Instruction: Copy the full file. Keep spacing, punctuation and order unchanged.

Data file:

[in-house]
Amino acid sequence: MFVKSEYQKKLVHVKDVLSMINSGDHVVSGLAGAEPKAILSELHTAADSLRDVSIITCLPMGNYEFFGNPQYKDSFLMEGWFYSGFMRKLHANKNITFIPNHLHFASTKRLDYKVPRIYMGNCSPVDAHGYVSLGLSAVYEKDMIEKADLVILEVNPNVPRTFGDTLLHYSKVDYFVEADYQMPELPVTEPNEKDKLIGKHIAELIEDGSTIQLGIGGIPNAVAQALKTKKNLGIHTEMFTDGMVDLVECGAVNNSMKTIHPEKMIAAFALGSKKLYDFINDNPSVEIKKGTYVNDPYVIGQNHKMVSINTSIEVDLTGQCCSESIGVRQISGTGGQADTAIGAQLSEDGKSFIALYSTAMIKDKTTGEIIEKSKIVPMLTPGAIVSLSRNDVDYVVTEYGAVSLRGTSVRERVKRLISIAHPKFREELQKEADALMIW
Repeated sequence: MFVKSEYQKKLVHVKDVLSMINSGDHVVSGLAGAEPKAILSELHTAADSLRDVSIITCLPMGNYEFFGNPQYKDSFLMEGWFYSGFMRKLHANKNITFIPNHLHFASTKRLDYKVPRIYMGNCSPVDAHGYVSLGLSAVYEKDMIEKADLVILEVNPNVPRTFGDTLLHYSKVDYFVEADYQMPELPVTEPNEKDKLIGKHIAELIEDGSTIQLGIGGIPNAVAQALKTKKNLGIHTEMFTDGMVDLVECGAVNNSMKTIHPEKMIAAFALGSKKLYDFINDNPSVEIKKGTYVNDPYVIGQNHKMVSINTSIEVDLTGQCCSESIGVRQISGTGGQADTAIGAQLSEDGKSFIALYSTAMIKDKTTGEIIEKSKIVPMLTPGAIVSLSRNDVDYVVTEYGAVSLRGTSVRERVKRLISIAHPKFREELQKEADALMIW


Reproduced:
[in-house]
Amino acid sequence: MFVKSEYQKKLVHVKDVLSMINSGDHVVSGLAGAEPKAILSELHTAADSLRDVSIITCLPMGNYEFFGNPQYKDSFLMEGWFYSGFMRKLHANKNITFIPNHLHFASTKRLDYKVPRIYMGNCSPVDAHGYVSLGLSAVYEKDMIEKADLVILEVNPNVPRTFGDTLLHYSKVDYFVEADYQMPELPVTEPNEKDKLIGKHIAELIEDGSTIQLGIGGIPNAVAQALKTKKNLGIHTEMFTDGMVDLVECGAVNNSMKTIHPEKMIAAFALGSKKLYDFINDNPSVEIKKGTYVNDPYVIGQNHKMVSINTSIEVDLTGQCCSESIGVRQISGTGGQADTAIGAQLSEDGKSFIALYSTAMIKDKTTGEIIEKSKIVPMLTPGAIVSLSRNDVDYVVTEYGAVSLRGTSVRERVKRLISIAHPKFREELQKEADALMIW
Repeated sequence: MFVKSEYQKKLVHVKDVLSMINSGDHVVSGLAGAEPKAILSELHTAADSLRDVSIITCLPMGNYEFFGNPQYKDSFLMEGWFYSGFMRKLHANKNITFIPNHLHFASTKRLDYKVPRIYMGNCSPVDAHGYVSLGLSAVYEKDMIEKADLVILEVNPNVPRTFGDTLLHYSKVDYFVEADYQMPELPVTEPNEKDKLIGKHIAELIEDGSTIQLGIGGIPNAVAQALKTKKNLGIHTEMFTDGMVDLVECGAVNNSMKTIHPEKMIAAFALGSKKLYDFINDNPSVEIKKGTYVNDPYVIGQNHKMVSINTSIEVDLTGQCCSESIGVRQISGTGGQADTAIGAQLSEDGKSFIALYSTAMIKDKTTGEIIEKSKIVPMLTPGAIVSLSRNDVDYVVTEYGAVSLRGTSVRERVKRLISIAHPKFREELQKEADALMIW